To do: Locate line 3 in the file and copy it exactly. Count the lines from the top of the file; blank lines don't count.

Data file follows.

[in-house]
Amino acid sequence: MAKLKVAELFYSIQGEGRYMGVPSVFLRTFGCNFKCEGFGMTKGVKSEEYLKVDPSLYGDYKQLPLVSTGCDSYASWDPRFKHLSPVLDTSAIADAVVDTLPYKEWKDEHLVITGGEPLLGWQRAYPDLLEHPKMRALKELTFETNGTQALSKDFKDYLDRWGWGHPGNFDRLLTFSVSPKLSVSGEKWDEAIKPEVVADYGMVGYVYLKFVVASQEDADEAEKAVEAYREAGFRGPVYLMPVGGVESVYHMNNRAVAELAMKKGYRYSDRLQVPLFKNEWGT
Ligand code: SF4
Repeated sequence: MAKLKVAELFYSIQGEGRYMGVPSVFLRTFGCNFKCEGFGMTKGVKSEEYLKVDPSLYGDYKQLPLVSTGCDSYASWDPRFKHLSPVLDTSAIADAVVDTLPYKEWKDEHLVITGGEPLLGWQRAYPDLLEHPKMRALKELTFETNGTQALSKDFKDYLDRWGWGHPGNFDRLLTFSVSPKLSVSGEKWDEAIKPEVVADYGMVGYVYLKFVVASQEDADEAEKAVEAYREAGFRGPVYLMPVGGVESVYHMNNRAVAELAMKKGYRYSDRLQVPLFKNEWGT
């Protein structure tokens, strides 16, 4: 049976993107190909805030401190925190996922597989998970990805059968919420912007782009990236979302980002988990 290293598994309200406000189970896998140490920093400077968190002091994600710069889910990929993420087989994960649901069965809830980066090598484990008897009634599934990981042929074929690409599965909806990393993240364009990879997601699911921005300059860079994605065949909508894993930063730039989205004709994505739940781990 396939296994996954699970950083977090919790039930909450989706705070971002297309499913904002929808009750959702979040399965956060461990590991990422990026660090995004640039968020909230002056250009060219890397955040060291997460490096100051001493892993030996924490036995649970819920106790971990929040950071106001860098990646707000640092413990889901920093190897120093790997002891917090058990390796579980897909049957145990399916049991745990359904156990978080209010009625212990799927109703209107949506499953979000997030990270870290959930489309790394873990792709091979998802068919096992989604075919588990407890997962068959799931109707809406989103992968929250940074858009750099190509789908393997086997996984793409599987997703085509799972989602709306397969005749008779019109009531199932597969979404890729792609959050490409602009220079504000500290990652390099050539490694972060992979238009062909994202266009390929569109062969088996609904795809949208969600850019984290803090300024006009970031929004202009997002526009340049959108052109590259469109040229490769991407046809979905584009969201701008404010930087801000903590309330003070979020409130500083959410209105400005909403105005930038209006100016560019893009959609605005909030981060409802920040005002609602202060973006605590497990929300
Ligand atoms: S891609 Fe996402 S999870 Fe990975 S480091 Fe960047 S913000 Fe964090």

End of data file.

Ligand code: SF4